SALEM — It’s becoming a sign of the times.
Cash-strapped nonprofit organizations are asking town officials to waive mandatory fees that commercial entities consider part of the cost of doing business.
In the last three weeks, selectmen have been approached by two groups seeking waivers, prompting lengthy debates over whether bad precedents would be set if the requests were granted.
First, SalemFest organizers asked for permission to post several dozen signs advertising the annual event in town rights-of-way. Then, the Boys & Girls Club of Greater Salem requested a waiver of permit fees for a temporary storage trailer.
Selectman Patrick Hargreaves was reluctant to honor the club’s request, afraid it would lead to other nonprofit organizations getting in line to receive financial breaks.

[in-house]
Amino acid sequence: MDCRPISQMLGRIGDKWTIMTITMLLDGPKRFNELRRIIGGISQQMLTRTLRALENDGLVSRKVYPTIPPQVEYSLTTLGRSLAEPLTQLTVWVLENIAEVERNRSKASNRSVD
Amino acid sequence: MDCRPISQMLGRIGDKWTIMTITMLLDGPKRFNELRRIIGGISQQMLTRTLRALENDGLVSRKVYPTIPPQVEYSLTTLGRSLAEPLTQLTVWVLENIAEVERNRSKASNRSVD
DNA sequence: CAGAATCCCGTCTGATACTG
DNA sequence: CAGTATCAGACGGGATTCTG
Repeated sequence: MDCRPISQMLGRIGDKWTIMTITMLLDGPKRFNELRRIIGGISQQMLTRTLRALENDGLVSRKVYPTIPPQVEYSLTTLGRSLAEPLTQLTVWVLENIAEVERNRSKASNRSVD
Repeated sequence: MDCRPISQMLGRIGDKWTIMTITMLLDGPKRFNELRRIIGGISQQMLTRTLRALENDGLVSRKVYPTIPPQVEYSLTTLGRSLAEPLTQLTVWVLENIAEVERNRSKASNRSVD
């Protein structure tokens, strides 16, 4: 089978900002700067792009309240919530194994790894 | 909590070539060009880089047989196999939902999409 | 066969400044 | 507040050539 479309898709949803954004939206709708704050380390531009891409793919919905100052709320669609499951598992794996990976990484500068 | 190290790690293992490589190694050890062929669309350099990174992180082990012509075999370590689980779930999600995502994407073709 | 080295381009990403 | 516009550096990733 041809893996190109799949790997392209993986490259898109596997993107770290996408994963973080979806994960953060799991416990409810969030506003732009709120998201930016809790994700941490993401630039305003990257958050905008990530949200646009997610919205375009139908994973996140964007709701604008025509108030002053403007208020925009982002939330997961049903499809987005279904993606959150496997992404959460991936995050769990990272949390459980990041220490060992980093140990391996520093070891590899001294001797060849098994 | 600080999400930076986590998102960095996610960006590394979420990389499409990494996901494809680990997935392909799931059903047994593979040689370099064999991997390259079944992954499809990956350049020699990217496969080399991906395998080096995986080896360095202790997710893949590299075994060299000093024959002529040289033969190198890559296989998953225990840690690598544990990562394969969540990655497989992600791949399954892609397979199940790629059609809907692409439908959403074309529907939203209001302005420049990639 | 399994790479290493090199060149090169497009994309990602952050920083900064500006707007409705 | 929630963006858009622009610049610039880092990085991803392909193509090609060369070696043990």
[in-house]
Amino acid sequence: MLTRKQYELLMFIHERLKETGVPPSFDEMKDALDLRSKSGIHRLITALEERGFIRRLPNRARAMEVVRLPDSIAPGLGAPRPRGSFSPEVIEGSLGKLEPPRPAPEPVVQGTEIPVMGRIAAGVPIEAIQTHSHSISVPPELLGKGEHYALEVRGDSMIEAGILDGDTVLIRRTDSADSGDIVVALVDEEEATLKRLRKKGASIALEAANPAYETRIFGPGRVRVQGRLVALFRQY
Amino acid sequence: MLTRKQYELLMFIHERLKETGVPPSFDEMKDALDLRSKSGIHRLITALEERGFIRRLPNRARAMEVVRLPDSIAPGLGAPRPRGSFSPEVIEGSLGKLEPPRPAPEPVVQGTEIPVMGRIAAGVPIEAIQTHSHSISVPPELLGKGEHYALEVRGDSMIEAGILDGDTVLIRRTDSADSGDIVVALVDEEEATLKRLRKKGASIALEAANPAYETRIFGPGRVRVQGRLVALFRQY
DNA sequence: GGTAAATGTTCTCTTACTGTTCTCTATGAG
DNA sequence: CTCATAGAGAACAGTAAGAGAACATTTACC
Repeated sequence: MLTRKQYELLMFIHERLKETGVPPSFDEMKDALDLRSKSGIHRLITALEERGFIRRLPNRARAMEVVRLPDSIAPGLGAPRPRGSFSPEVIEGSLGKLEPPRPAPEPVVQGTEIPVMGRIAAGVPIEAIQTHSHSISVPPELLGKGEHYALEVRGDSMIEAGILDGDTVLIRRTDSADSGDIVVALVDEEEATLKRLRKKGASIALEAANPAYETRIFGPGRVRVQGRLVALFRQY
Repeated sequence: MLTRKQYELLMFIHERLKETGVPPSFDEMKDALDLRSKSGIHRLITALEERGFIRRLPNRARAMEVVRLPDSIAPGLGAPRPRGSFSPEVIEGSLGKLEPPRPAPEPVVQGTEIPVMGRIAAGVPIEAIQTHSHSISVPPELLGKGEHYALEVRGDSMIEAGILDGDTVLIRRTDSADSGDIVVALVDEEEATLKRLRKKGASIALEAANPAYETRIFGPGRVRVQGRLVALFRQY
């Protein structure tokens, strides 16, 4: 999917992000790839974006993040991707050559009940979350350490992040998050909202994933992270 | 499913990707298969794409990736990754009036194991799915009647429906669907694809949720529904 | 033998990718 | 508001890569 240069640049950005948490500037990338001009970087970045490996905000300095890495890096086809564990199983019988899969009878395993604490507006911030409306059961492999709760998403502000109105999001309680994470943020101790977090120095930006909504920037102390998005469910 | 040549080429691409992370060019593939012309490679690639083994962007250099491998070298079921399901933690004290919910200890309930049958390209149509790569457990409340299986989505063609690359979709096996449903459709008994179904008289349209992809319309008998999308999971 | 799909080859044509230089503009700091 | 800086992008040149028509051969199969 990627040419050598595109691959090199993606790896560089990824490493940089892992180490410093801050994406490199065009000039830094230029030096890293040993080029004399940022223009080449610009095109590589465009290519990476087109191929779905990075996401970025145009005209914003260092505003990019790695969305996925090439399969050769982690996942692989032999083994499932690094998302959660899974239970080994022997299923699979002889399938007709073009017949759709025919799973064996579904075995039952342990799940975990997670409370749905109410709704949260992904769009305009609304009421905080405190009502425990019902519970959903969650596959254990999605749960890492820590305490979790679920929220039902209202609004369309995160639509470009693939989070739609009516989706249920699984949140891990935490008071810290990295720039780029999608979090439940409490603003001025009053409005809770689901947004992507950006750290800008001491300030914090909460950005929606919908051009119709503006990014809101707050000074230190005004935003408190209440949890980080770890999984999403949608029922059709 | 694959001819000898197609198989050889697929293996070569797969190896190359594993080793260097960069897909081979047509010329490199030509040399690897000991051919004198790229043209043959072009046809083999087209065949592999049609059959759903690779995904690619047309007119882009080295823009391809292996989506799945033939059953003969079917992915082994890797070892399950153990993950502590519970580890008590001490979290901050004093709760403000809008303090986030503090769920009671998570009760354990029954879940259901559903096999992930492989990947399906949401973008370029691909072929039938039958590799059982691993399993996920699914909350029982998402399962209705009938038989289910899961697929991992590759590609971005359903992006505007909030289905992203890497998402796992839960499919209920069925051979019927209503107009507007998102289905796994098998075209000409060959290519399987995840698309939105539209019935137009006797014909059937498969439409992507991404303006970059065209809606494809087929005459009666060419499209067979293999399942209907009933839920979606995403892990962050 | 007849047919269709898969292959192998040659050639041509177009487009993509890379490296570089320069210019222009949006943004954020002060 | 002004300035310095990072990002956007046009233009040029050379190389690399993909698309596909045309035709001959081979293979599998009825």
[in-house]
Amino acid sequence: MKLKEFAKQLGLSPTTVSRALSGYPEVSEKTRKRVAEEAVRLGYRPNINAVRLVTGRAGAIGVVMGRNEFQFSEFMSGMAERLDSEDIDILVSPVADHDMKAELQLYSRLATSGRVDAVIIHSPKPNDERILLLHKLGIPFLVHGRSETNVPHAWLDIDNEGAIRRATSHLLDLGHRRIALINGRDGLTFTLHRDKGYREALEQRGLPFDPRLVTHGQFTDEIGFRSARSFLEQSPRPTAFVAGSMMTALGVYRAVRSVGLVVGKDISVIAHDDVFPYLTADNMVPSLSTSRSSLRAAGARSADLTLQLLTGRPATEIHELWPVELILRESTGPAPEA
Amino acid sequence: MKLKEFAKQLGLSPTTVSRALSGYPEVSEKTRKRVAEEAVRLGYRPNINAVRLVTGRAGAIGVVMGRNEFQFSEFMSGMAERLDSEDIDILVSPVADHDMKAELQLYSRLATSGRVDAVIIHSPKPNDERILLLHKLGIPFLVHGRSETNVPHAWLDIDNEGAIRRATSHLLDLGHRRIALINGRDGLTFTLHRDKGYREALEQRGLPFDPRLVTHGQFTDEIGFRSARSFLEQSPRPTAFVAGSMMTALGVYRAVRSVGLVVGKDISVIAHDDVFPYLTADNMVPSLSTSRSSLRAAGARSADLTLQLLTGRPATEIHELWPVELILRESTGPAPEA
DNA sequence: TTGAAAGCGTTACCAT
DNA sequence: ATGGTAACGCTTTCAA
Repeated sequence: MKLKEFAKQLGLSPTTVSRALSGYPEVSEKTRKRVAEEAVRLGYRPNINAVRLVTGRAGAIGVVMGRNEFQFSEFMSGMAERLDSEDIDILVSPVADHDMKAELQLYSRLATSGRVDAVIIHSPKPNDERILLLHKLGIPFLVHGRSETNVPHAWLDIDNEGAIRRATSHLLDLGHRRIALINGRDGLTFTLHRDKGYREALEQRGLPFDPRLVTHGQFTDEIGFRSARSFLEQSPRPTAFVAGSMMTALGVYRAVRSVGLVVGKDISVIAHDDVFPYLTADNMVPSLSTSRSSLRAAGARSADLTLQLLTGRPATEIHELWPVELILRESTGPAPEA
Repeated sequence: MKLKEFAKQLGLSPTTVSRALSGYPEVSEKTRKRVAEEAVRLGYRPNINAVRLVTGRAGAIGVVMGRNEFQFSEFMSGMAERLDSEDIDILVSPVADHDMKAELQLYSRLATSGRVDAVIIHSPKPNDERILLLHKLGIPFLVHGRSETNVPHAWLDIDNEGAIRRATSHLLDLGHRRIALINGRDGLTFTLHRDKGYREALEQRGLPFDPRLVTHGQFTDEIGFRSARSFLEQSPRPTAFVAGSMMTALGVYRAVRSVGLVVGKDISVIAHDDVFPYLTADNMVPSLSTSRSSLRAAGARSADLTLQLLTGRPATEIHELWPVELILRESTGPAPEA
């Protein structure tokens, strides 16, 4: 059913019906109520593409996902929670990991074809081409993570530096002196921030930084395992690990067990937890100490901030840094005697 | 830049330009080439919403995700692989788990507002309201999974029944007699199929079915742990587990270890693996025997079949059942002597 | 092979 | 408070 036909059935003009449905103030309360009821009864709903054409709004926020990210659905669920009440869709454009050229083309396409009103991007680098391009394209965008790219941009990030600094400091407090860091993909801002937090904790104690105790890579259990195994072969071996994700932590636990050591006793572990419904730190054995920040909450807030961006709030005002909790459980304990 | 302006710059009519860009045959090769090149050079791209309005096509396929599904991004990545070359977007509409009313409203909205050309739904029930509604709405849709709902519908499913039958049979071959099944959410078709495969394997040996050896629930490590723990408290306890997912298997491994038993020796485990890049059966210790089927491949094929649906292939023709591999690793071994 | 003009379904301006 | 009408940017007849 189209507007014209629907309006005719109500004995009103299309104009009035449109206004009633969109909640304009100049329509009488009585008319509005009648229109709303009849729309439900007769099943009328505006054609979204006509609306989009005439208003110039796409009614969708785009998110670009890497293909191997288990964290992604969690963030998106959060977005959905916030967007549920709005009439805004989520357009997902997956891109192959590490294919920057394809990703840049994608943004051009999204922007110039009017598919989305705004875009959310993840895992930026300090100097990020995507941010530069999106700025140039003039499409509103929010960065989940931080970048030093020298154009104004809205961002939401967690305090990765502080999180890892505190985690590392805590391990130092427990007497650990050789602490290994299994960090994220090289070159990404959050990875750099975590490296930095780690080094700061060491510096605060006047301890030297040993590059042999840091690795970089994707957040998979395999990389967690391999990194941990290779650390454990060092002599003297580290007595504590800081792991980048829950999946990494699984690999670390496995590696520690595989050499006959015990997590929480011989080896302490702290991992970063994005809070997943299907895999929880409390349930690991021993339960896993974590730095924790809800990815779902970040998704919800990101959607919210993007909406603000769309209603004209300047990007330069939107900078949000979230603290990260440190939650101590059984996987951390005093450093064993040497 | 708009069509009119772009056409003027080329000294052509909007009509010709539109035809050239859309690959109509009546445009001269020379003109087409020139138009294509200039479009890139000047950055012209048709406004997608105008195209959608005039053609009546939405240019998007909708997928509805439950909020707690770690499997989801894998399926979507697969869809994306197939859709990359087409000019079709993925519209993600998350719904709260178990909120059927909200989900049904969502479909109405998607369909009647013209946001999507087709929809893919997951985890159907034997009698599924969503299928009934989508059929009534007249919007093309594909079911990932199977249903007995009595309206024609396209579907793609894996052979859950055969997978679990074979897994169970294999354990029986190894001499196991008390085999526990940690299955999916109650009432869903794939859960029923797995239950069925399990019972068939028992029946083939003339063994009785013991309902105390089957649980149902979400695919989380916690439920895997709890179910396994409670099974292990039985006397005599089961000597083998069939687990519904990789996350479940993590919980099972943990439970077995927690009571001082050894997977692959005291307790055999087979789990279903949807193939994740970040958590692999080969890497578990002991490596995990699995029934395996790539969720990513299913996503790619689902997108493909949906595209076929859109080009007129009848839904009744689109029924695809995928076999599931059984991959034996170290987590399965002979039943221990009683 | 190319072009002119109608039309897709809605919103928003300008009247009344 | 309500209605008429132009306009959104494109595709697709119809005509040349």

“I think we’re going down a very slippery slope if we start waiving permit fees,” Hargreaves told fellow selectmen last week.
Hargreaves noted that the club called itself a “struggling nonprofit” in its letter to the town.
“I can’t vote for this,” he said. “I want to make sure the Boy Scouts, the Field of Dreams and all the other nonprofits are getting the same treatment. “
Boys & Girls Club board member Sonny Tylus had asked selectmen to waive $110 in electrical and building fees. The Planning Board had already granted the club permission to keep the donated trailer on the property for a year.
The trailer was donated to Geremonty Drive club by Victorian Park owner Larry Belair, who recently retired and closed his business after more than two decades.
Selectman James Keller said he had no problem granting the request since the trailer would only be temporary.
But Hargreaves still wasn’t satisfied.
“There is no guarantee they’re not going to come back to the Planning Board year after year after year to make it a permanent structure,” he said. “We have had storage containers on property for 10 to 15 years.”